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January 21, 2018

5 Assessments of Pastors According to Calvin’s Geneva

In the Draft Order of Visitation of the Country Churches January 11, 1546 [1], there are some points made about what to watch for in assessing the ministries of pastors.

1. Doctrinal unity.

The first order of business was to make sure that the pastor maintained, “proper uniformity of doctrine in the whole body of the Church of Geneva.” This was done by having two Genevan pastors visit the country churches in order to, “enquire whether the Ministry of the place have accepted any doctrine in any sense new and repugnant to the purity of the gospel.” So the churches weren’t little labs where pastors could exercise their speculative experiments. They were expected to be fairly conservative, that is, unchanging in their doctrine.

2. Wise Application

Not only was the doctrine to be in line with the other Genevan churches, there was an expectation that the minister would preach with wise applications. He wasn’t to preach, “anything at all scandalous, or unfitting to the instruction of the people because it is obscure, or treats of superfluous questions, or exercises too great rigour.” In applying his expositions, the pastor wasn’t grinding axes or riding hobby-horses. How many ‘Calvinist’ pastors today are guilty of ‘exercising too much rigour’.

3. Congregational Support

The pastor wasn’t the only one who was held accountable. The congregation was urged to be diligent not only in attending church services, but “to have a liking for it, and to find profit in it for Christian living.”  Many congregations need to be reminded of their responsibility to support the pastor’s ministry, and to like it.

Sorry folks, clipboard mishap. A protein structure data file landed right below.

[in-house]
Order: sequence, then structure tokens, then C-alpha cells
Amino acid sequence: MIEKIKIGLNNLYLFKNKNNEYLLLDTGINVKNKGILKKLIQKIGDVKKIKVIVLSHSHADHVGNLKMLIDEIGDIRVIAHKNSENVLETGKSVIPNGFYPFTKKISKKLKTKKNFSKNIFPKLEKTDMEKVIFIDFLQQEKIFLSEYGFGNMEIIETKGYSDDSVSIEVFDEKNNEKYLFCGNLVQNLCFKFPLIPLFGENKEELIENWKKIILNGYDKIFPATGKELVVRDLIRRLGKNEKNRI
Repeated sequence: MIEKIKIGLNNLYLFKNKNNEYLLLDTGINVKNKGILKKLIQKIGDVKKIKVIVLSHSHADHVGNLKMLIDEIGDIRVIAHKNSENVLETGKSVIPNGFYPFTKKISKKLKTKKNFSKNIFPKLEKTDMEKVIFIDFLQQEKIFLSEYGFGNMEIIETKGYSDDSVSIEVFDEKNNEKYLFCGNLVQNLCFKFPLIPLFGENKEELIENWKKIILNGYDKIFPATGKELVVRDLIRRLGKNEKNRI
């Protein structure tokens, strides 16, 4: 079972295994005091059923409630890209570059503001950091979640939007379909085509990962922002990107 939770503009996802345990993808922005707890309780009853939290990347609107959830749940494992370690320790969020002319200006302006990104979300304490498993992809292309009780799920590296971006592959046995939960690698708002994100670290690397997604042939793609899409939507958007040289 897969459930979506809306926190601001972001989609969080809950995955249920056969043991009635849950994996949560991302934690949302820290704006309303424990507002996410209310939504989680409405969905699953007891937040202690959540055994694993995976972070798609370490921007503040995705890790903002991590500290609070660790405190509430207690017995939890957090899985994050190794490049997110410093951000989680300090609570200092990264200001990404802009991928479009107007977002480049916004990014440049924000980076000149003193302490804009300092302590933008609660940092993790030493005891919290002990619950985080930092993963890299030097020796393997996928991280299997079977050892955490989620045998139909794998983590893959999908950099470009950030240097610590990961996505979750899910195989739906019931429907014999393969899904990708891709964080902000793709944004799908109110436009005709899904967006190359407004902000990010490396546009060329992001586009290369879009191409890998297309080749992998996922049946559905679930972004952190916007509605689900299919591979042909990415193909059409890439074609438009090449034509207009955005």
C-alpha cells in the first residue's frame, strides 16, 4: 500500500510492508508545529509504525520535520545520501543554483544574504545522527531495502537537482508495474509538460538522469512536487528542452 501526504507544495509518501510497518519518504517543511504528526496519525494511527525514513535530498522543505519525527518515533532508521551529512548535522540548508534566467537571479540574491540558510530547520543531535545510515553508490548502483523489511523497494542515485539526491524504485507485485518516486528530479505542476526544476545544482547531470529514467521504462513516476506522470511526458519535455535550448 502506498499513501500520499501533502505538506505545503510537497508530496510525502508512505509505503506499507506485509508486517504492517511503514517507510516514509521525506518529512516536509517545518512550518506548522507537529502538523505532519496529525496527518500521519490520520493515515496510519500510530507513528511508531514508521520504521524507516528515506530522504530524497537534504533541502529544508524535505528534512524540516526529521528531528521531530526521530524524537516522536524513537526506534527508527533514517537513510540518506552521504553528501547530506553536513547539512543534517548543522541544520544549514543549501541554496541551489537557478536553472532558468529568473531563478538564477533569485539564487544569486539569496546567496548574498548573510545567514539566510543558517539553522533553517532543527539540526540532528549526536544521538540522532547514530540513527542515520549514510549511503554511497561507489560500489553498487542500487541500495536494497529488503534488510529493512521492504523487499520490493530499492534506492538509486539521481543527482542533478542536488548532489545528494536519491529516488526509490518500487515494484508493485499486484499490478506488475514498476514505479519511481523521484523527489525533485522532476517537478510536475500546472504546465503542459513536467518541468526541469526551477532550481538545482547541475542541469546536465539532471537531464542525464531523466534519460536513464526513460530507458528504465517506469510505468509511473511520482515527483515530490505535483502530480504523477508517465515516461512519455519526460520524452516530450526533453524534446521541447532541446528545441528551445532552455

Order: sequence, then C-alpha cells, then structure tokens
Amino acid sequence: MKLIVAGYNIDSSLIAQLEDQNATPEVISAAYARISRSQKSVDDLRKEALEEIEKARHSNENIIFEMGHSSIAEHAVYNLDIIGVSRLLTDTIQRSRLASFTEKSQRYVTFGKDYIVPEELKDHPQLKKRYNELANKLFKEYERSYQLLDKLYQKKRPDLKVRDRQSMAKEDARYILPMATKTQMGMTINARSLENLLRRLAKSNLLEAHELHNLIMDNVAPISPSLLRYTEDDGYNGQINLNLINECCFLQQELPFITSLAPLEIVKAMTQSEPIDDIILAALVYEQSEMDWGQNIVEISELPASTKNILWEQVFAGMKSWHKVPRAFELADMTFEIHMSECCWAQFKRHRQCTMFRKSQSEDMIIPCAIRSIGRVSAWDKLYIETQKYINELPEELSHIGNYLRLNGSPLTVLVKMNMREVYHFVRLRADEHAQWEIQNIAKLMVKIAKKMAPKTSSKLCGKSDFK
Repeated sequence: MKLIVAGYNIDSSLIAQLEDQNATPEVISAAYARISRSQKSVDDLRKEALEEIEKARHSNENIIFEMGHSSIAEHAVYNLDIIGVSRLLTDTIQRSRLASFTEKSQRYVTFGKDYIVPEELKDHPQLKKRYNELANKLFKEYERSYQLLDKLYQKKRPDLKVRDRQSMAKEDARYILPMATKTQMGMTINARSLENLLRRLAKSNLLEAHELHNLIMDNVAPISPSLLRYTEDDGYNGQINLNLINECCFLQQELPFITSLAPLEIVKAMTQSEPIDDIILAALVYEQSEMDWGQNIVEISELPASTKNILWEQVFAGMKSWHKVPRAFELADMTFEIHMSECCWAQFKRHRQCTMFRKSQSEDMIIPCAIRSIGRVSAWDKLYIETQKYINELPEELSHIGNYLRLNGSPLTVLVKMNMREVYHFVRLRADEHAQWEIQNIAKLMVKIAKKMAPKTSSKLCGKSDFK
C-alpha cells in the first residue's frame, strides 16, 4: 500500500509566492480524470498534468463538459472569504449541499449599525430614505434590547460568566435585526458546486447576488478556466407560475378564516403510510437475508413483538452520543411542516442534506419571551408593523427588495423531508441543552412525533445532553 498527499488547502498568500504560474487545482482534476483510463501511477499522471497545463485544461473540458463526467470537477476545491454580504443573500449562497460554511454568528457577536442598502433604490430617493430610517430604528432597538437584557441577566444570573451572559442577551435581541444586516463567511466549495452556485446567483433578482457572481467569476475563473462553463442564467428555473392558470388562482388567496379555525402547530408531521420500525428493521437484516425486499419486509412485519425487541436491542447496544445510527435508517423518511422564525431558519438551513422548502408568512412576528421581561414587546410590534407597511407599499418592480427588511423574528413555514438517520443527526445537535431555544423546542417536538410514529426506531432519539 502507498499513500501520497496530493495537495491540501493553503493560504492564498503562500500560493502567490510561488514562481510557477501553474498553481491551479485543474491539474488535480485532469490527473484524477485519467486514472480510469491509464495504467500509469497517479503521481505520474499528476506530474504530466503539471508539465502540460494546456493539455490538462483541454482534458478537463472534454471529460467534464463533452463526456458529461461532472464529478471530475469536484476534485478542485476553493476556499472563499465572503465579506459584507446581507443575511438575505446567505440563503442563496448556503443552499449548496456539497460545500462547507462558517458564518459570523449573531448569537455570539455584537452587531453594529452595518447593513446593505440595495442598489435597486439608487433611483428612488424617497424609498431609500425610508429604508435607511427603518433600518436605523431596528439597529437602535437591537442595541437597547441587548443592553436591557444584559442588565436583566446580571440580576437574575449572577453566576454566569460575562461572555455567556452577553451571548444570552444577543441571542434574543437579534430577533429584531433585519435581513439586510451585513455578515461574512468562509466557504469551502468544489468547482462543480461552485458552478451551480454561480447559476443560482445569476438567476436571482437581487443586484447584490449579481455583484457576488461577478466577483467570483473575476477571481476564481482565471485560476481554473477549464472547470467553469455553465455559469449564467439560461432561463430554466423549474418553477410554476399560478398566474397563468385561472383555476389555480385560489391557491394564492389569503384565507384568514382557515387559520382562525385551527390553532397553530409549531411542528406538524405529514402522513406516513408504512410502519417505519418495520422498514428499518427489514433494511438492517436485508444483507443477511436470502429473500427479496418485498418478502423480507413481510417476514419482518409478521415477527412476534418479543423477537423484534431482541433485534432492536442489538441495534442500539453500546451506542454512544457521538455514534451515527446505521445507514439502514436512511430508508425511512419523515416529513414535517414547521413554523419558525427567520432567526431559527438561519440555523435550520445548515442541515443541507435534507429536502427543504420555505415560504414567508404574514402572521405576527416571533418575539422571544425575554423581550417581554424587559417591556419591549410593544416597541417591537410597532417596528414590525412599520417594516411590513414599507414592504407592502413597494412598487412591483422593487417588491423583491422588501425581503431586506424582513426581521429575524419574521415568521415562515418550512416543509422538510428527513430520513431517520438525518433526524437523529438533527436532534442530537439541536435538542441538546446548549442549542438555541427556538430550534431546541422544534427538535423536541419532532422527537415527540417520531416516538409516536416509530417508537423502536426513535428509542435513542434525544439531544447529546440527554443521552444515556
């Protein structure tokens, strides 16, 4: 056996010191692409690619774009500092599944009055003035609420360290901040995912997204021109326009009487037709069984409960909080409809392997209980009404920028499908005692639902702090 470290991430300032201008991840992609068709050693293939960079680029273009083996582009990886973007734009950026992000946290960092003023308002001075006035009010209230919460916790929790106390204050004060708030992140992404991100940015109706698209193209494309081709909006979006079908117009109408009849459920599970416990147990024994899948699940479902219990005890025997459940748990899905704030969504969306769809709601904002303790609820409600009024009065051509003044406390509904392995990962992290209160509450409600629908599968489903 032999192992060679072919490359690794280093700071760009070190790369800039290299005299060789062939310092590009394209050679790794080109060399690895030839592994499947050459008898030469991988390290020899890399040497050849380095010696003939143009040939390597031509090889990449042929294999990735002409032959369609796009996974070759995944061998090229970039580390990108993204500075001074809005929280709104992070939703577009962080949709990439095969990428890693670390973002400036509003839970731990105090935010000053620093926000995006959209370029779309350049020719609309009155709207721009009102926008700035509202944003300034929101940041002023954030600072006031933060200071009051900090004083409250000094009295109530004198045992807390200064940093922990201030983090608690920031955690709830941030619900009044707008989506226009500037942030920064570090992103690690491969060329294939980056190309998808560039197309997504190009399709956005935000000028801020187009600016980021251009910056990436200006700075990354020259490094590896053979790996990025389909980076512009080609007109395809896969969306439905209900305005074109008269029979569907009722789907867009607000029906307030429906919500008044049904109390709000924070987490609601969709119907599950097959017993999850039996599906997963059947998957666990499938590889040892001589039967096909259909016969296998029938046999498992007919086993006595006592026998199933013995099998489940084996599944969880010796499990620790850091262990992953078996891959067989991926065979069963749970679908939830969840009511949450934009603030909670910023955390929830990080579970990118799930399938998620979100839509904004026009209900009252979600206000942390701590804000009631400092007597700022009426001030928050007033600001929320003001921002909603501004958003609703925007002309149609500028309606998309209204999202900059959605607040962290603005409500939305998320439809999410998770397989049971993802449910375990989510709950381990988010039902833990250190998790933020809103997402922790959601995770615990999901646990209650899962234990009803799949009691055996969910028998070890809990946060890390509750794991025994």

4. Pastoral Care

Pastors were supposed to be engaged in ministry outside of the pulpit, through visitation of the sick and counselling. Specifically pastors were to confront those who needed it, as well as applying counsel to prevent patterns of sin.

5. Pastoral Integrity

The last element that was examined was whether the pastor had a testimony marked by integrity.  Basically, did the pastor live as an example to others, leading “an honest life”? Also, the pastor’s reputation was checked to see if people viewed areas of his life as lacking self control (“dissoluteness”) or being flaky (“frivolity”). Finally,the pastor needed to have a harmonious relationship to the congregation. And above all of these he needed to have his family life in order.

These priorities are quite basic. But how often do pastors fail to maintain these basic emphases? May God grant us mercy to fulfill our duties.

[1] JKS Reid, Calvin: Theological Treatises, (SCM Press, 1954), 74

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About Clint Humfrey

Pastor of Calvary Grace Church in Calgary, Alberta, Canada. I'm married with three sons. Views expressed on this blog are my own.